An annular solar eclipse will cross Cape York on the morning of 10 May 2013. The eclipse will start at sunrise in Western Australia; move over Northern Territory in the region of Tennant Creek and cross Cape York before heading out towards Papua New Guinea and the Pacific Ocean.

An annular solar eclipse will cross Cape York on the morning of 10 May 2013. The eclipse will start at sunrise in Western Australia; move over Northern Territory in the region of Tennant Creek and cross Cape York before heading out towards Papua New Guinea and the Pacific Ocean.

NASA - Eclipses During 2013:  Annular Solar Eclipse of May 10 -      The first solar eclipse of 2013 occurs at the Moon's descending node in eastern Ares. An annular eclipse will be visible from a 171 to 225 kilometre-wide track that traverses Australia, eastern Papua New Guinea, the Solomon Islands, and the Gilbert Islands. The annular path begins in Western Australia near Collier Range National Park at 22:33 UT.

NASA - Eclipses During 2013: Annular Solar Eclipse of May 10 - The first solar eclipse of 2013 occurs at the Moon's descending node in eastern Ares. An annular eclipse will be visible from a 171 to 225 kilometre-wide track that traverses Australia, eastern Papua New Guinea, the Solomon Islands, and the Gilbert Islands. The annular path begins in Western Australia near Collier Range National Park at 22:33 UT.

Jan 2010 Millennium Annular Solar Eclipse Credit & Copyright: Mikael Svalgaard The Moon's shadow raced across planet Earth on January 15. Observers within the central shadow track were able to witness an annular solar eclipse as the Moon's apparent size was too small to completely cover the Sun. A visually dramatic ring of fire, the annular phase lasted up to 11 minutes and 8 seconds depending on location, the longest annular solar eclipse for the next 1,000 years.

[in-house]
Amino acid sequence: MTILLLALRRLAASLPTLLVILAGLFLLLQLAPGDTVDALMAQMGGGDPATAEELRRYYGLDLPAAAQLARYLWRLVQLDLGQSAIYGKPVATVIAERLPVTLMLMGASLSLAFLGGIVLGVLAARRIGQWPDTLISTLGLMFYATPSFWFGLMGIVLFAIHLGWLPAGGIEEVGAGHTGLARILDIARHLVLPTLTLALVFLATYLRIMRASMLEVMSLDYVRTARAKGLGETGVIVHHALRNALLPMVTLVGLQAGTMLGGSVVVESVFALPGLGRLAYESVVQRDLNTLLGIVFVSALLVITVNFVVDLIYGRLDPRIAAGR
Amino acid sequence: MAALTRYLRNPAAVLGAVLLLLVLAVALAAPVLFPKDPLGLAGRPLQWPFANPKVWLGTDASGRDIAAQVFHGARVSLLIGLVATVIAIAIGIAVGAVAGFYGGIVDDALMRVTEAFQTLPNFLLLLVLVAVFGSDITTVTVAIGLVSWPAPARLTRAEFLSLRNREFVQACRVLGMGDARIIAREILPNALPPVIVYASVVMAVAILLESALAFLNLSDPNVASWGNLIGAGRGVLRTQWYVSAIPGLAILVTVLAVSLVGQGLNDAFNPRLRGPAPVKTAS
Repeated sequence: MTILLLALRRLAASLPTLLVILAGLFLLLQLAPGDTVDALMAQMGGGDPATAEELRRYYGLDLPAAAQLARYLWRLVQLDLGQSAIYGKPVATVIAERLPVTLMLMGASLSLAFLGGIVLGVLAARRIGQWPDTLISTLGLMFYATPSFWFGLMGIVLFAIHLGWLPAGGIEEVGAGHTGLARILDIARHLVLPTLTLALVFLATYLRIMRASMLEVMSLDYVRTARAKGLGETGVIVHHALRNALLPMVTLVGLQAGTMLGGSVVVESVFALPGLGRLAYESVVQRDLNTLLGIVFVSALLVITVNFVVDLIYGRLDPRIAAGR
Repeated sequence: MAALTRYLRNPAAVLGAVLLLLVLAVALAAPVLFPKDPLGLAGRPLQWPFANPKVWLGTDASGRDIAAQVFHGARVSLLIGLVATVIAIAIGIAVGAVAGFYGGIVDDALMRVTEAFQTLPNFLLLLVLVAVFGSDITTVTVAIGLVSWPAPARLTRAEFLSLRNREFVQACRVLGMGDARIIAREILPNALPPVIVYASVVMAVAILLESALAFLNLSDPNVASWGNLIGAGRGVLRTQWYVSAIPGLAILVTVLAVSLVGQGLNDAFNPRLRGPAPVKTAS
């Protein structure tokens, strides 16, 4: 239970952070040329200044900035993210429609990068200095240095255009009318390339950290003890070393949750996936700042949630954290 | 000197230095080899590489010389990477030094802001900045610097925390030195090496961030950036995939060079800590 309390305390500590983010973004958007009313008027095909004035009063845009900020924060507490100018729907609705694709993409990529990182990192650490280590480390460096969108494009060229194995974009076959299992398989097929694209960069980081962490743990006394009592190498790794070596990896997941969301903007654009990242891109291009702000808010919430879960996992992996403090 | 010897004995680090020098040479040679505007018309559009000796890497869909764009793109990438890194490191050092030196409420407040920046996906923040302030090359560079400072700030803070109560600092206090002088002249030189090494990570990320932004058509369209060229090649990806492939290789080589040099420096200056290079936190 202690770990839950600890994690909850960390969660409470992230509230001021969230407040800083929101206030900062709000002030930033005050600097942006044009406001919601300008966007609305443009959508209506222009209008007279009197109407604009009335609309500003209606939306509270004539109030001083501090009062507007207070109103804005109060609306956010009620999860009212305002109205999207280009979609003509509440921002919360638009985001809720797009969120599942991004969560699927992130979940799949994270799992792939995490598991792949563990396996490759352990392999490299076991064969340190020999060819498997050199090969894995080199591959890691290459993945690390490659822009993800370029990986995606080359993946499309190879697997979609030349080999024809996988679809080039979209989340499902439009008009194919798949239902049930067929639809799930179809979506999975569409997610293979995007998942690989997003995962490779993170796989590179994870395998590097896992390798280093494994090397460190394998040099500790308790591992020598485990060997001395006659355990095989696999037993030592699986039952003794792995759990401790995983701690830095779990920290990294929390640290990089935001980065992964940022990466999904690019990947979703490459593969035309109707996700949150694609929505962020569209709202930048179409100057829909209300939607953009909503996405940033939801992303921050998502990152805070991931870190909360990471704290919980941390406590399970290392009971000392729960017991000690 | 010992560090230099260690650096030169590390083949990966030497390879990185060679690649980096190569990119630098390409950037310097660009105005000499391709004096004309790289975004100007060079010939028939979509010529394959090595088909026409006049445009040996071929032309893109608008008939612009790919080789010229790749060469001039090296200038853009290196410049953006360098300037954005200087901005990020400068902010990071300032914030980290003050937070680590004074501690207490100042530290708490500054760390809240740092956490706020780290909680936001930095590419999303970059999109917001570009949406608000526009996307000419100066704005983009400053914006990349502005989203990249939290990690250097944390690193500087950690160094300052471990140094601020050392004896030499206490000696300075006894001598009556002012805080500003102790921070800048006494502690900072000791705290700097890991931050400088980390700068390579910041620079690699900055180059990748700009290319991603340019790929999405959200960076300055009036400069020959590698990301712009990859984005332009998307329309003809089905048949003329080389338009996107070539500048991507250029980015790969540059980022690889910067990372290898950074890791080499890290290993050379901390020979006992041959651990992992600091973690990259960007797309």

Jan 2010 Millennium Annular Solar Eclipse Credit & Copyright: Mikael Svalgaard The Moon's shadow raced across planet Earth on January 15. Observers within the central shadow track were able to witness an annular solar eclipse as the Moon's apparent size was too small to completely cover the Sun. A visually dramatic ring of fire, the annular phase lasted up to 11 minutes and 8 seconds depending on location, the longest annular solar eclipse for the next 1,000 years.

Full view of the beautiful solar corona during total solar eclipse.  Total Solar eclipse on 13/14th Nov 2012.  Path of totality over Northern Australia and South Pacific.  Partial eclipse seen elsewhere

Full view of the beautiful solar corona during total solar eclipse. Total Solar eclipse on 13/14th Nov 2012. Path of totality over Northern Australia and South Pacific. Partial eclipse seen elsewhere

The eclipse has his total attention! Awesome morning

The eclipse has his total attention! Awesome morning

Skywatcher Brett Bonine of Arkansas captured this view of the first total lunar eclipse of 2014 in the early morning hours of April 15, 2014.

Skywatcher Brett Bonine of Arkansas captured this view of the first total lunar eclipse of 2014 in the early morning hours of April 15, 2014.

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